Largest Geothermal Power Plants In The World

The CalEnergy Salton Sea Geothermal plant. Though one of the largest in the world, it is still second in the U.S. state of California.
The CalEnergy Salton Sea Geothermal plant. Though one of the largest in the world, it is still second in the U.S. state of California.

Geothermal power plants are a unique source of renewable electricity, taking the heat generated under the earth's surface to create steam, which is then used to turn turbines to create electricity electromagnetically. We have listed the ten largest geothermal power plants in the world below. Each have turned a unique geological feature of our planet into an economical, and relatively environmentally friendly, means to power industries, homes, and modern societal infrastructure.

10. Wayang Windu Plant, Indonesia (225 MW capacity)

The Wayang Windu Plant is located 40 kilometers south of Bandung, in West Java, Indonesia. Wayang Windu is operated by Star Energy Geothermal Limited. The plant has two units, the first one being established in 1999 and the second one in 2009. At the time of its installation, the Unit One was the largest geothermal turbine in the world. Together, the two units have a capacity of generating 225 MW of electricity to its buyer.

9. Malitbog Station, Phillipines (230 MW capacity)

The Malitbog Geothermal Power Station, located about 25 kilometers north of Ormoc City in Leyte Island, the Philippines, has a capacity of generating 230 MW of electricity. The Sumitomo Corporation and Fuji Electric sponsored the construction of this plant in 1993, and it was completed in 1996. Currently owned by Energy Development Corporation, the plant is equipped with three, single-cylinder, double-flow, condensing turbines.

8. Darajat Station, Indonesia (260 MW capacity)

The eighth largest geothermal power station in the world, the Darajat Geothermal Power Station, has an installed capacity to generate 260 MW of electricity. It is located in Garut, Pasirwangi District, Indonesia, and is operated by Darajat GPP Amoseas Indonesia. Three power plants in the station generate electricity that serves the Bali and Java provinces of the island nation.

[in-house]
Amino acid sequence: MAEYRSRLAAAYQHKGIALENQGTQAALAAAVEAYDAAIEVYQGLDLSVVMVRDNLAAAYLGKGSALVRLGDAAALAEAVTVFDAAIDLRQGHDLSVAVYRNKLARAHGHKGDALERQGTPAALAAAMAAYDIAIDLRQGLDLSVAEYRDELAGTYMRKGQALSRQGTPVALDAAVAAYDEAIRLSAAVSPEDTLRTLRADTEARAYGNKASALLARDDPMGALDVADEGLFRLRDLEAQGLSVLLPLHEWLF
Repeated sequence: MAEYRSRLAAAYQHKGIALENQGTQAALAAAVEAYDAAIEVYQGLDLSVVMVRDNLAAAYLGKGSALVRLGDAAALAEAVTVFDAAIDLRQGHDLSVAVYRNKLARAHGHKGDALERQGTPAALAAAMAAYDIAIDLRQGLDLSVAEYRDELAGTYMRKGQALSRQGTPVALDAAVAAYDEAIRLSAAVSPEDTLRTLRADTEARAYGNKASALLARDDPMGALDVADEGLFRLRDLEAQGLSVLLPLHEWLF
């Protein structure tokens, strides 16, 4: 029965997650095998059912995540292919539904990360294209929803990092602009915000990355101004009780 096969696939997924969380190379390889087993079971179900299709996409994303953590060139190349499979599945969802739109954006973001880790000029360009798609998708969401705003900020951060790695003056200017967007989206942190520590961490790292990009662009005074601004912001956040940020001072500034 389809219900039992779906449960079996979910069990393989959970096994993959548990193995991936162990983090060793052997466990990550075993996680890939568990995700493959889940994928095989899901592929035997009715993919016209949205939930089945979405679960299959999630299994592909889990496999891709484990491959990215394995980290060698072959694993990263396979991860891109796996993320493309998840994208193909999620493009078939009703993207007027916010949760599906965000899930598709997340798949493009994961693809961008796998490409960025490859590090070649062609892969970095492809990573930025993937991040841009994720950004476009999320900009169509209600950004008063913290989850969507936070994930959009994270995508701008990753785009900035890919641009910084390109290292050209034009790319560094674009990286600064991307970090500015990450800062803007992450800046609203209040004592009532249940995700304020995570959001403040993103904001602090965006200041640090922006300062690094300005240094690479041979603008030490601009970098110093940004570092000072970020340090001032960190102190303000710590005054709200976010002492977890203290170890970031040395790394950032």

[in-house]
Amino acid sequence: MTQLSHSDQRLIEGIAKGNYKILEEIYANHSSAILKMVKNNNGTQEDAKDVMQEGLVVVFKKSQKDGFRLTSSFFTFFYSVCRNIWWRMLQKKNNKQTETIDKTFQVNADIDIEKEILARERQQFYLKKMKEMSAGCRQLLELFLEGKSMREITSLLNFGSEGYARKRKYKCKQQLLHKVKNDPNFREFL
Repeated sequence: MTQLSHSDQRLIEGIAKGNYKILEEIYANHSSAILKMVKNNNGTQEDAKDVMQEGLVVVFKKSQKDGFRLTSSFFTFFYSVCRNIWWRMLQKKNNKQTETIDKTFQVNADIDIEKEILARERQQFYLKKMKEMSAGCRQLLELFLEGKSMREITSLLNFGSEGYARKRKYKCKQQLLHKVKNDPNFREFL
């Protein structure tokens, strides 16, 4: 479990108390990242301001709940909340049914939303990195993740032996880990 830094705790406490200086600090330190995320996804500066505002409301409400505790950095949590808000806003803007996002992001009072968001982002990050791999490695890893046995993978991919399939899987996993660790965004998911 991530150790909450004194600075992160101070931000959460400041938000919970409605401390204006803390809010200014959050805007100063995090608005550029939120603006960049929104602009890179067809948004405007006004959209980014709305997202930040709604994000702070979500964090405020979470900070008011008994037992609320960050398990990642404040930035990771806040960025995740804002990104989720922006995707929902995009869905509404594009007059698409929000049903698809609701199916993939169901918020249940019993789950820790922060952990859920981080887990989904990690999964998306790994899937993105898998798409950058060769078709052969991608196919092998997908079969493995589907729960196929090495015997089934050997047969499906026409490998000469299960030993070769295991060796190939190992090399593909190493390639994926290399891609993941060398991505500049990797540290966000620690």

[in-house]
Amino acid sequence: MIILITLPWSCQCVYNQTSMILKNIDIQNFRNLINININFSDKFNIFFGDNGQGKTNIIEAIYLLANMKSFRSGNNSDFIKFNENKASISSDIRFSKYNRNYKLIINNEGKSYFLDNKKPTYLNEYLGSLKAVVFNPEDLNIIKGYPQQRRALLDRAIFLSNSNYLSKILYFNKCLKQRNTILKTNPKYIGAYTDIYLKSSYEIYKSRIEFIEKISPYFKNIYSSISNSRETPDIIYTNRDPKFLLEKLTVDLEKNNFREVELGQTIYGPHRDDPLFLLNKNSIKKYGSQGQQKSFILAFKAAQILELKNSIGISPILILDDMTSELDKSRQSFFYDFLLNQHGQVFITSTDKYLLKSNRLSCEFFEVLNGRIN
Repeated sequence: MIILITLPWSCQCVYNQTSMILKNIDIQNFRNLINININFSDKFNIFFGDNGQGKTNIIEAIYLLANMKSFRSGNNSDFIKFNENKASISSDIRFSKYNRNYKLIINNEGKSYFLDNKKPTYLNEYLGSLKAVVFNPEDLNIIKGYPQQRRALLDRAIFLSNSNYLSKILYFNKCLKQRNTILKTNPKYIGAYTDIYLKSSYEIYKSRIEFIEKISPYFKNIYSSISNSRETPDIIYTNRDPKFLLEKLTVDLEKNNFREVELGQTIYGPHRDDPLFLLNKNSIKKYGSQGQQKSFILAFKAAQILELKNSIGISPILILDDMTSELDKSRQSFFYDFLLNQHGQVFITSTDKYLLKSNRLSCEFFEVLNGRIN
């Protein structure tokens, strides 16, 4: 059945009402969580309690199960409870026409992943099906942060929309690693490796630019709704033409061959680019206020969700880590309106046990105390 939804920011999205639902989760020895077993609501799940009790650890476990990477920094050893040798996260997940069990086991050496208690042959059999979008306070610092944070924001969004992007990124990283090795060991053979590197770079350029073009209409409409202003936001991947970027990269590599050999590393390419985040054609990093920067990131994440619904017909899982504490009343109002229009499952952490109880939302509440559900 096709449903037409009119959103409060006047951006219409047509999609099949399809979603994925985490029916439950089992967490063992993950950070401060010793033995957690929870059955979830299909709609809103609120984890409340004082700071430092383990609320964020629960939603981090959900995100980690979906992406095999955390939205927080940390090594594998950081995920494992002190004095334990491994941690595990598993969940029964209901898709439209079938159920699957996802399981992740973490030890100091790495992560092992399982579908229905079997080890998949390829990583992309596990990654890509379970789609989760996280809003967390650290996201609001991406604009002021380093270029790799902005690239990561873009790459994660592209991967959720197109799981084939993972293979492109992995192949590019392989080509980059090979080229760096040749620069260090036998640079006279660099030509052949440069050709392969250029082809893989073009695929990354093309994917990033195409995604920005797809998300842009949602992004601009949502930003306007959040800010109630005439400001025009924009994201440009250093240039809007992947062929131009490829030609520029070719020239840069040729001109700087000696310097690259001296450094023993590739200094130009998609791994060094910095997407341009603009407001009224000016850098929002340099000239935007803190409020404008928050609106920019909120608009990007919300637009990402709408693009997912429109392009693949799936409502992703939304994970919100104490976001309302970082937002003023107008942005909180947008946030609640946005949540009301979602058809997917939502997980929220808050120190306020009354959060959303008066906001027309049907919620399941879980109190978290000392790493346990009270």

7. Tiwi Complex, Phillipines (290 MW capacity)

Three separate power plants, with two units each, comprise the Tiwi Geothermal Complex. Tiwi is located in the Albay province of Southeast Manila in the Philippines. The production capacity for this plant is about 290 MW of electricity. The complex was first commissioned in 1979.

6. Hellisheidi, Iceland (300 MW)

The Hellisheidarvirkjun (or Hellisheidi) heat and power plant (CHP) is located at the Hengill volcano, south of Iceland. It serves electricity to the Icelandic city of Reykjavik, and is the largest power generating plant of any kind in Iceland. The construction of this plant took place in various phases. Two 45 MW turbines were first installed in 2006, followed by the addition of another 33 MW engine in 2007. Two extra turbines, each with a capacity of 45 MW, were installed in 2008, and hot water production started in the plant in 2010 when three thermal power plants were put into action. In 2011, two 45 MW turbines were added to the Hellisheidi heat and power plant, increasing its total capacity of electricity generation. Today, the power plant can produce about 300 MW of electricity in addition to 400 MW of thermal energy.